Another piece of work from Lemercier that I find very interesting is his project ‘blueprint’. ‘Blueprint’ is an audiovisual piece in which multiple screens and projectors link together to create a large scale, synced projection, that is broken up into numerous screens. The audience can position themselves wherever they like within the installation, and they will still be surrounded and immersed by the visuals, because of the use of rear projection too. Im many ways, ‘blueprint’ relates to my own project, because although mine is meant to be experienced from inside the cylinder, audiences will also be able to see it from out outside, giving a sense of enigma and will hopefully leave audiences wanting to find out more. Similar to ‘blueprint’, my work is about the connection of sound and vision, and how audiences interact and interpret it.


Deciding on a project name

Deciding on a name/title for a project/artwork is said to be a very difficult task, so with still a lot of time before the deadline, I thought I would start thinking of my name. One of the main ideas I wanted to portray about my project, was the idea that it is two mediums joining to create an overall greater outcome. I also like using a single word as a title, as I feel it is can be punchy and memorable. The words I thought of were:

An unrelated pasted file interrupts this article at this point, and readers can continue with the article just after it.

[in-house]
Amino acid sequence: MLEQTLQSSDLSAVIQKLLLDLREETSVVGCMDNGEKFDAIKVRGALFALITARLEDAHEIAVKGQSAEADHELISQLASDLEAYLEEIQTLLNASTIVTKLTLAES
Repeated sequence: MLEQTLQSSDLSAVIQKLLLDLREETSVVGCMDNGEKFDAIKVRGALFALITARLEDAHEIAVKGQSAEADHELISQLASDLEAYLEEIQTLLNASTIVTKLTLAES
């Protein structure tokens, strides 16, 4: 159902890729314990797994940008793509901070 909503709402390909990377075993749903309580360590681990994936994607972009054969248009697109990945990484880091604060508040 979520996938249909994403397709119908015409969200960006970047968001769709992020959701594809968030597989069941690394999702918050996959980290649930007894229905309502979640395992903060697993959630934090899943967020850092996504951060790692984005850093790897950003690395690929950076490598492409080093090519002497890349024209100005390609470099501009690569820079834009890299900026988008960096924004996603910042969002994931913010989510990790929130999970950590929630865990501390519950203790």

– Coexist
– Coaction
– Fuse
– Synergy/Synergise
– Allied

I like the word synergy because by definition, it is “the combined power of a group of things when they are working together that is greater than the total power achieved by each working separately.” (Cambridge Dictionary, 2017.) This is exactly what I see my project as; combining two separate elements to create an outcome more powerful than them working separately. From this, I started to do some quick designs on how the poster and other collateral would look:

Visuals – Making the most of the full width

One of the main aspects of the project I want to make full use of, is the full width of the cylinder surface. I aim to use 4 projectors, covering the 6.3m circumference of the cylinder. The resolution of the projectors is 1280×720, therefore when I set up my composition in After Effects I need to make the width 4×1280=5,120, which looks like this: